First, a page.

Aiken’s research studies whether politicians’ investments line up with their political beliefs

Adam Aiken, assistant professor of finance, partnered with research colleagues at N.C. State University and Heriot-Watt University to study the investments of members of the U.S. House and U.S. Senate from 2004 to 2012.

New research by a team that includes Assistant Professor Adam Aiken has found that investments by members of Congress typically reflect their political ideologies.

The paper “Do Politicians ‘Put Their Money Where Their Mouth Is?’: Ideology and Portfolio Choice” was co-authored by Aiken, a member of the Department of Finance faculty at Elon, Jesse Ellis of N.C. State University and Minjeong Kang of Heriot-Watt University and published in the journal Management Science.

‚ÄčTheir research found that generally speaking, the more liberal a politician’s voting record is, the more likely they are to invest in socially responsible stocks. Similarly, the less liberal a politician’s voting record is, the less likely they are to invest in socially responsible stocks.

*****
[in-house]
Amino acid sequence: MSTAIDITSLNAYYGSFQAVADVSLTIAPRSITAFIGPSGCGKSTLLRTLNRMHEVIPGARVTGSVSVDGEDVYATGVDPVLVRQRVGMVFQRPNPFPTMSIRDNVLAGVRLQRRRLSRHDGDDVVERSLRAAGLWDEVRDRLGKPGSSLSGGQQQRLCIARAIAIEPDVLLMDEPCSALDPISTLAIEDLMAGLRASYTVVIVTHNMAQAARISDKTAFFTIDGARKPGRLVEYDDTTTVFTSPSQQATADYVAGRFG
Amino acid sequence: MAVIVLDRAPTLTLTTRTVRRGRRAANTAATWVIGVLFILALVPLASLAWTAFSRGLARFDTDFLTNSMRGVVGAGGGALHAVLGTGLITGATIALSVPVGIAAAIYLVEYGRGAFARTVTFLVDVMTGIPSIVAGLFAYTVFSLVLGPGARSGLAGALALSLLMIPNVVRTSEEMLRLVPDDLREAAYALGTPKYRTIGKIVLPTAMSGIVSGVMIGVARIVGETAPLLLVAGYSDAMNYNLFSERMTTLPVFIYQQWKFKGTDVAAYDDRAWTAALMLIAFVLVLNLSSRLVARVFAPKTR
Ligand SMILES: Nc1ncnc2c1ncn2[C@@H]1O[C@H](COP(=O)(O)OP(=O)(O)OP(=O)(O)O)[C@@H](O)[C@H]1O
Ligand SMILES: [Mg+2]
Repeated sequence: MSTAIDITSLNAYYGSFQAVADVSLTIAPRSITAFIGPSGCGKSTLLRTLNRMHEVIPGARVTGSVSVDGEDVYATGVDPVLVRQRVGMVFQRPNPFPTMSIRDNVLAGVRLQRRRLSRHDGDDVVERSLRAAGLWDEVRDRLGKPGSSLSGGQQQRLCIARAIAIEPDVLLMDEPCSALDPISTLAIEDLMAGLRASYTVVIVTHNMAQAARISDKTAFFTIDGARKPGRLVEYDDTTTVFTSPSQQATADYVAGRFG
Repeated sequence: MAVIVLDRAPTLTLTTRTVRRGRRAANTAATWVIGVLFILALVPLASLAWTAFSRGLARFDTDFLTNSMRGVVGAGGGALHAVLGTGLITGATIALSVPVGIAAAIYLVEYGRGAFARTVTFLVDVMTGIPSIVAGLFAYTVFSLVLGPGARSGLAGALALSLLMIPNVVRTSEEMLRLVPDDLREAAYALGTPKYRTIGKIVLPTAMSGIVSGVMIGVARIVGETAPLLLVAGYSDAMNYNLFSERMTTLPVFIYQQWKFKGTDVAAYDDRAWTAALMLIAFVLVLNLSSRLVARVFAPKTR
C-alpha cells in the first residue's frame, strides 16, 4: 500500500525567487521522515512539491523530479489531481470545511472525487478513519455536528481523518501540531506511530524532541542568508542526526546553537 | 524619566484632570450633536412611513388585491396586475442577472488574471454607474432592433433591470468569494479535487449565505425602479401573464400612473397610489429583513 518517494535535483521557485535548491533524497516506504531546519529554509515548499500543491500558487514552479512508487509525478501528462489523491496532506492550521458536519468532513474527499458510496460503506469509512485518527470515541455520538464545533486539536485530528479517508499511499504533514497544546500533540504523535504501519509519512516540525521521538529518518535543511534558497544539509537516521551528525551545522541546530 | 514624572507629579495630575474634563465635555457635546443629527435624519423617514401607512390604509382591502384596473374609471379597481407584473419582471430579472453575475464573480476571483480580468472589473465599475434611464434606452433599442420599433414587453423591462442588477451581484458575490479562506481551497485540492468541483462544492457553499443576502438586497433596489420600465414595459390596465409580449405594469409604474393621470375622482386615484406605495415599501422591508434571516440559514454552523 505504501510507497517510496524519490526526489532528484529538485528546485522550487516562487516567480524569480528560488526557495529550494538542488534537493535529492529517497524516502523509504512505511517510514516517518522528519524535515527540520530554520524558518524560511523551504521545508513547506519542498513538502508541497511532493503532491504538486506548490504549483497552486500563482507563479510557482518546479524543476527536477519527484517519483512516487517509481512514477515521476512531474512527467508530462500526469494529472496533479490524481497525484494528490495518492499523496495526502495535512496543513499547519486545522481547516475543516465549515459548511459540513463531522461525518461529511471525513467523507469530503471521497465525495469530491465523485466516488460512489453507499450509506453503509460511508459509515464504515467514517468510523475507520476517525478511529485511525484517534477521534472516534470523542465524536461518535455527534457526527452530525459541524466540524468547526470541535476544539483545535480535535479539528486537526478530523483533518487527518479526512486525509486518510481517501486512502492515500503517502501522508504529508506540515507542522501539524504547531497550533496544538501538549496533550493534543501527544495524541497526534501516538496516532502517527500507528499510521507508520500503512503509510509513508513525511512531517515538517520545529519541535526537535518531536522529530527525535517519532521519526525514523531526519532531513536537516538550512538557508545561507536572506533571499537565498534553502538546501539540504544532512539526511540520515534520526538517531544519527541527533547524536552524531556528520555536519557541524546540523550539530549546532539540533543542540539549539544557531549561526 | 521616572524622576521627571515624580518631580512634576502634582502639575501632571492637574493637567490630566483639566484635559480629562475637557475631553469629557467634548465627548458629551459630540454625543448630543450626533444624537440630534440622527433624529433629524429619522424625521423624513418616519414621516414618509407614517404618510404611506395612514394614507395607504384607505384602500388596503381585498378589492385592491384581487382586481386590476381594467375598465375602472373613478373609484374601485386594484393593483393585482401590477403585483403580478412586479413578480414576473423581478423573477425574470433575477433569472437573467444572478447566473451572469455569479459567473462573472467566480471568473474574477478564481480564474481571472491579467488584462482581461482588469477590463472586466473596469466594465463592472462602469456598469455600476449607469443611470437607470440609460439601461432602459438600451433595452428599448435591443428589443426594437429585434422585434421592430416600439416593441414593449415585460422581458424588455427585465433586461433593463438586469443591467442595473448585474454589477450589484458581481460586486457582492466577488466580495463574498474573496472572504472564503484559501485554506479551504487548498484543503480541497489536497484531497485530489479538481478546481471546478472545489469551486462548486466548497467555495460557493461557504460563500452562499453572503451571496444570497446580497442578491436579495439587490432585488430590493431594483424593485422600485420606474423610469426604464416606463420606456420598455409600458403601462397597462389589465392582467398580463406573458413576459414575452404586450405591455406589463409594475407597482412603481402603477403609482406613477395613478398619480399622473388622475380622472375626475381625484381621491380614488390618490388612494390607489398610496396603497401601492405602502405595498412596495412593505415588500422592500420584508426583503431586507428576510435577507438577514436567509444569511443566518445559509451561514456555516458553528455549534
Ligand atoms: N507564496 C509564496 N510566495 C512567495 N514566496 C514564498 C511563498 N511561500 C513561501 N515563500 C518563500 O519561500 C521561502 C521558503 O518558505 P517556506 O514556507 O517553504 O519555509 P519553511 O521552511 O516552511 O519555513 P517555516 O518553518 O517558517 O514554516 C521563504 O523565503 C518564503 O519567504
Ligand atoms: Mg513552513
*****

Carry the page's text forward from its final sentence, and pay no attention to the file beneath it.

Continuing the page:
Aiken explains that for their research, the team examined the voting records of members of Congress from 2004 to 2012 using the DW-NOMINATE database, which can assign an ideological score to a politician based upon how they voted on various pieces of legislation.

Those scores were then compared to publicly disclosed reports on the investments that members of Congress made during the same time period, with the MSCI KLD database used to assign companies a socially responsible score. The database bases its scores on a company’s approach to community relations, corporate governance, diversity, employee relations, the environment, human rights and product quality.

Aiken said the team found a clear correlation, particularly for politicians on either end of the political spectrum.

“We find that more liberal members of Congress, they do end up investing in what you would call more socially responsible firms and industries, less so on the conservative side,” Aiken said. “We find that moderate members, whether moderate Democrats or moderate Republicans – they tend to invest in a similar manner. The action, so to speak, is out there on the tails.”